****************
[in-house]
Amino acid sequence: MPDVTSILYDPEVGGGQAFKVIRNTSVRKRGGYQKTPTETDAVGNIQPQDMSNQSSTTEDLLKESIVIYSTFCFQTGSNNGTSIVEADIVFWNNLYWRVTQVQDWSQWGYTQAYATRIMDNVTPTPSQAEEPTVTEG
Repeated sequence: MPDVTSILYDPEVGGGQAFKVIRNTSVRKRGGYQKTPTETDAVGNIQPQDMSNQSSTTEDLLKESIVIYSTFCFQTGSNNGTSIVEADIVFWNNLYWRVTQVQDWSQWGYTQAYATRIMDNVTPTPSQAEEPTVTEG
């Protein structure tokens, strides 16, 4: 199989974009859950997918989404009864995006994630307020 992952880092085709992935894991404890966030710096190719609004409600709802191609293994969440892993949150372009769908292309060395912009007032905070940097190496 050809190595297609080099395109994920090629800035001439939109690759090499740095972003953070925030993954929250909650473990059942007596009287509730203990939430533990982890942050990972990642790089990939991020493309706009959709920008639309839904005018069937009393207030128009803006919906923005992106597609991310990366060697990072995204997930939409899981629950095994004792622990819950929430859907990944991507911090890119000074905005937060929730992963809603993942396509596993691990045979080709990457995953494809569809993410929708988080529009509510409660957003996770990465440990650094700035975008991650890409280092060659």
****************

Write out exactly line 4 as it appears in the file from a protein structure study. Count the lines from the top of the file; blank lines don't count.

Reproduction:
């Protein structure tokens, strides 16, 4: 199989974009859950997918989404009864995006994630307020 992952880092085709992935894991404890966030710096190719609004409600709802191609293994969440892993949150372009769908292309060395912009007032905070940097190496 050809190595297609080099395109994920090629800035001439939109690759090499740095972003953070925030993954929250909650473990059942007596009287509730203990939430533990982890942050990972990642790089990939991020493309706009959709920008639309839904005018069937009393207030128009803006919906923005992106597609991310990366060697990072995204997930939409899981629950095994004792622990819950929430859907990944991507911090890119000074905005937060929730992963809603993942396509596993691990045979080709990457995953494809569809993410929708988080529009509510409660957003996770990465440990650094700035975008991650890409280092060659």